A funding row over Maori initiatives in Auckland could end up in court, a source has warned, citing a draft report showing that Auckland Council is largely failing to meet statutory obligations to Maori.
The PricewaterhouseCoopers audit, commissioned by the Independent Maori Statutory Board, states that the council is failing its compliance with the Treaty-related legislation in all of the 10 measured areas.
A highly placed board source said the review would give it more ammunition to fight for an increased slice of the funding pie for Maori.
"We want our fair share. [The council] hasn't got their heads around it. The days of the tyranny of the majority are over. We've got legislation that says they have to conduct themselves transparently and fairly."
Court action to force the issue was looking increasingly likely, the source said.
Tension has been brewing between the council and the board over the level of funding to advance Maori interests. The board wants $295 million over 10 years but Mayor Len Brown initially offered $15 million. A board source said that had subsequently been increased to $23 million.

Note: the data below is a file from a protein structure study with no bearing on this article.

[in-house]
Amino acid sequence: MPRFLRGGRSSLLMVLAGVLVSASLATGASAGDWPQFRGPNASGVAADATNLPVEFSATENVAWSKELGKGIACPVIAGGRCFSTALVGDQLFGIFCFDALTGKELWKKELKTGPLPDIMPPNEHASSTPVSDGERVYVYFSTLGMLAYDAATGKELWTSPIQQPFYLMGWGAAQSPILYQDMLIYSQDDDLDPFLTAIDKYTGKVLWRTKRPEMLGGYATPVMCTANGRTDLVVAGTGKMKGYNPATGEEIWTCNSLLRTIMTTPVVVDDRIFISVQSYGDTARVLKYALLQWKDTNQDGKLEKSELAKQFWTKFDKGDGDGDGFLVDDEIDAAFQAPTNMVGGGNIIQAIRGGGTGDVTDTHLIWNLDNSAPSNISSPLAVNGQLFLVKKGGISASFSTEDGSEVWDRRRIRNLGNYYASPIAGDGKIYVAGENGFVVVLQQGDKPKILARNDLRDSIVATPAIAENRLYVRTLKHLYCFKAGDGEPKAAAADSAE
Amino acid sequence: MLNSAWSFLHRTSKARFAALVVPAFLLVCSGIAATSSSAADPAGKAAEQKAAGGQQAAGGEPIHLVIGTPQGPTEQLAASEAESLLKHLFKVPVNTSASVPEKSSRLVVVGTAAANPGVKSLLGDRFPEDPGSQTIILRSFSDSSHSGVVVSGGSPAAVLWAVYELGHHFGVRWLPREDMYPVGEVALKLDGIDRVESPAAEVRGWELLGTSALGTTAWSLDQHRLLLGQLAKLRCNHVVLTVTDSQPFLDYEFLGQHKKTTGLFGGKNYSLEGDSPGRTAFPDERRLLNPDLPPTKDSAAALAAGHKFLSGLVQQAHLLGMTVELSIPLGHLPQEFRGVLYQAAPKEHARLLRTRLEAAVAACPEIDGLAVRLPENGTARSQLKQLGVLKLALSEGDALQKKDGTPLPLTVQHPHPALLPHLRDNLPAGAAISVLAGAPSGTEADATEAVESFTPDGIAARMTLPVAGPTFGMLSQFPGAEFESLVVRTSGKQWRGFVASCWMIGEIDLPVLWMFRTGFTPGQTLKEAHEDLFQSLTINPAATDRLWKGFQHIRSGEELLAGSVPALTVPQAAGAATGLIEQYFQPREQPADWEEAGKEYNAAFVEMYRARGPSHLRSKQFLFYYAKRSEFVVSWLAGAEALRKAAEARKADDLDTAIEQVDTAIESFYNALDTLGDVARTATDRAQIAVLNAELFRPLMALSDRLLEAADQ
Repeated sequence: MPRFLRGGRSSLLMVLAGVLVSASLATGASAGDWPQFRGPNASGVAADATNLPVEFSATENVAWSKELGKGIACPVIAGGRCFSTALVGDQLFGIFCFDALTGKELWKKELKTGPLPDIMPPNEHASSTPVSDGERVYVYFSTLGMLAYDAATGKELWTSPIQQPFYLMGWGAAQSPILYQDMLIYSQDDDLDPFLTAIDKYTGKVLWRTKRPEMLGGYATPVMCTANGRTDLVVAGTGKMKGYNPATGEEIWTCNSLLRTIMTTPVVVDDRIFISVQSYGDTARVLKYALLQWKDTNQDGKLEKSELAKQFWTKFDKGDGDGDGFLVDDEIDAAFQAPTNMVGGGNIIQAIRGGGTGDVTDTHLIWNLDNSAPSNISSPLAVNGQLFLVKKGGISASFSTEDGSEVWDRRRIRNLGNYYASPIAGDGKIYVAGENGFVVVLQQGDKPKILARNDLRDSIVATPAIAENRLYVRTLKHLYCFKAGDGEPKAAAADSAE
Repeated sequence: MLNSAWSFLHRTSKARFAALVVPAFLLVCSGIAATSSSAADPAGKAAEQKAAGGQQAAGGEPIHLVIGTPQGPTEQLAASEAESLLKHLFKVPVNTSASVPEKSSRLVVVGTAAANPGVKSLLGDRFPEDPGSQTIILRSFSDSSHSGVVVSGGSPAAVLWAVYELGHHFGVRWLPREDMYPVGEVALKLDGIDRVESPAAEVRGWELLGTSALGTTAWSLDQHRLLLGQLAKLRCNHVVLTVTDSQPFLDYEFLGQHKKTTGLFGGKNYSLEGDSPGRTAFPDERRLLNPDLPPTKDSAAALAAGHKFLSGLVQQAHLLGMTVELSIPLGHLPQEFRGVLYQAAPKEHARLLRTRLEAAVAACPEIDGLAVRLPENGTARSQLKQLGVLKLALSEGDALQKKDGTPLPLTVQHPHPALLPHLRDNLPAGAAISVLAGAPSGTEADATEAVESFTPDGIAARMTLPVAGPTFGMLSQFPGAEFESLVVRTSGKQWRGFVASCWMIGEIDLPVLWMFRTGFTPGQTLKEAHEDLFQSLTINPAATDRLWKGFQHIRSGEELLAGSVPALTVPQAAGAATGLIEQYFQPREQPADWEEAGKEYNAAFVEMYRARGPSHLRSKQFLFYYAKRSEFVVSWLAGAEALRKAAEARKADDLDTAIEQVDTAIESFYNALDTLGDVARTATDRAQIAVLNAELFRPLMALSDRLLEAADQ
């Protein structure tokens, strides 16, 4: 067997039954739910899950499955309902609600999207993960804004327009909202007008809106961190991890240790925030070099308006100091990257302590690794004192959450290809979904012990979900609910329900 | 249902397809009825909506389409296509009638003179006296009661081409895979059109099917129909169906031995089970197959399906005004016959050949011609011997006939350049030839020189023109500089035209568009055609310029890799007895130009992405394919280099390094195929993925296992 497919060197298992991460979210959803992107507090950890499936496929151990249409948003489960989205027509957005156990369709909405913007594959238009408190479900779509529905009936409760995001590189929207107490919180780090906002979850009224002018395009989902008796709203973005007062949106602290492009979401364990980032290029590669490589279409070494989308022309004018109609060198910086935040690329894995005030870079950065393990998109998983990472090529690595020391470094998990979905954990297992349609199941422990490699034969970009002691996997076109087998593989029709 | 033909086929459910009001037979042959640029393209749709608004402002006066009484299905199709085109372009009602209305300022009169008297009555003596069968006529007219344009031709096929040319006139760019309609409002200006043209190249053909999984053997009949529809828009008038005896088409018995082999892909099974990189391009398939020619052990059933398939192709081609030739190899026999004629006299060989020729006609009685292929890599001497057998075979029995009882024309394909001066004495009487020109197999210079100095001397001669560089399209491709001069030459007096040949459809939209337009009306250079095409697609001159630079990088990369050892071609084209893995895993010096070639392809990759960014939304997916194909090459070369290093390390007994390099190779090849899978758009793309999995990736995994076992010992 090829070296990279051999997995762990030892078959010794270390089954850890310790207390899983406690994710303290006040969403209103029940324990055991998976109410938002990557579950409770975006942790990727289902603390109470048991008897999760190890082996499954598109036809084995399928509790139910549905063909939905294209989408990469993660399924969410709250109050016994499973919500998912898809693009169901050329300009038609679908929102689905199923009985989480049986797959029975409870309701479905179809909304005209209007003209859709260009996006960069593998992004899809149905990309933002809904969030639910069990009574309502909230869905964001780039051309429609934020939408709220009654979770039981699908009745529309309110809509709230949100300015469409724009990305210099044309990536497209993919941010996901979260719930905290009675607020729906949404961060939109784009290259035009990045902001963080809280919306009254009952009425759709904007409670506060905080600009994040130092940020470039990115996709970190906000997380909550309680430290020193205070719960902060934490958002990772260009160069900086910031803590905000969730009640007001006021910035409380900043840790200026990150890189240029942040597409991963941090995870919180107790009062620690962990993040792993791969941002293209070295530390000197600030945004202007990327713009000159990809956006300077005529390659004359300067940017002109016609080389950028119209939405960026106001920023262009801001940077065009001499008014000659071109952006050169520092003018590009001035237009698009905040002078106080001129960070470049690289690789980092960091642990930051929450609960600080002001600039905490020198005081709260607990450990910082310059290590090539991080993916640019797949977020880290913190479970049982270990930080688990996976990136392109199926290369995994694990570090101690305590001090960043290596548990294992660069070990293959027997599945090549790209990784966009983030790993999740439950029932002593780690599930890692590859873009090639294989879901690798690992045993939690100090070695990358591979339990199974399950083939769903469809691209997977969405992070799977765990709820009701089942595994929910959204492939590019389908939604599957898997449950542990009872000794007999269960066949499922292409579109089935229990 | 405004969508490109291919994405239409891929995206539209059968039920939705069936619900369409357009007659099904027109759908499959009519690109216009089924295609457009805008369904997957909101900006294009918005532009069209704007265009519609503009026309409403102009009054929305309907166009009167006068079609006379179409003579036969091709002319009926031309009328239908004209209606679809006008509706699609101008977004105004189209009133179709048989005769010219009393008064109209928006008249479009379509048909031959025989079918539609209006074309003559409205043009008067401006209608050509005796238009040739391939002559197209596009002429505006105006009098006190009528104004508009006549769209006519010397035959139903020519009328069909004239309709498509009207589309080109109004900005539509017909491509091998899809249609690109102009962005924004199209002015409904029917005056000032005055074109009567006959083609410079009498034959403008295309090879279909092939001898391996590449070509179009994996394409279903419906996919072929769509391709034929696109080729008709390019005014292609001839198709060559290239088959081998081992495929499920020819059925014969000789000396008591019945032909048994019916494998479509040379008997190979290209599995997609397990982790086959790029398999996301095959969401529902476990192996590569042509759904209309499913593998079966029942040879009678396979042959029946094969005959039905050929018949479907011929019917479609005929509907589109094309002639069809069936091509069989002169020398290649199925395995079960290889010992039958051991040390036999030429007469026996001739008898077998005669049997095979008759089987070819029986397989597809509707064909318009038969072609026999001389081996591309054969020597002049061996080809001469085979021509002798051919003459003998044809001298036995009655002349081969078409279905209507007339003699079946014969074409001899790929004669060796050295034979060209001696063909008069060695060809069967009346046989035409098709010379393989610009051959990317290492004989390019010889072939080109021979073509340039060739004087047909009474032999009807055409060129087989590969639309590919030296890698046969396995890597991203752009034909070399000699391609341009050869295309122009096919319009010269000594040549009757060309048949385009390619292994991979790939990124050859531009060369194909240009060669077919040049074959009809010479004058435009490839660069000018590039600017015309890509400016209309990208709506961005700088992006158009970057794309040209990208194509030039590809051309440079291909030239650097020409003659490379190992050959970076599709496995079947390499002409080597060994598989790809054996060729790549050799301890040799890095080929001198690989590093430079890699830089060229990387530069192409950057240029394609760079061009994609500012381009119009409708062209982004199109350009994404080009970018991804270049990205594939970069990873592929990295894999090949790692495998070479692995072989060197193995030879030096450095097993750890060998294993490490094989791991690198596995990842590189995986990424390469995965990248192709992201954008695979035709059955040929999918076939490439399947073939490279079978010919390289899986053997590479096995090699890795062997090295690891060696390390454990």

Board chairman David Taipari, however, said the audit was still in draft form, and that it was a separate issue from funding.
He said he was hopeful the funding divide could be resolved.
He would not be drawn, however, on whether court was an option if the issue was not solved.
Mayor Len Brown said he had not received the report but would comment once he had.
Mr Brown's statement said: "We are working through requests for funding for a range of projects. With this proposal we are looking at what activities are already being undertaken by council and what projects will deliver the most benefit to Maori."
WHAT THE REPORT FOUND
* The PWC audit assessed whether the council was compliant with Maori legislative rights set out in various Local Government Acts, the Public Works Act and the Resource Management Act.
* Six of 10 areas measured received a "high" rating - a serious weakness likely to compromise Maori legislative rights.
* Performance in the other four areas received a "significant" rating - where weaknesses were almost certain to compromise rights.
* The report said there were instances "where good practice is occurring, but this often relates to institutional knowledge rather than embedded processes working as intended."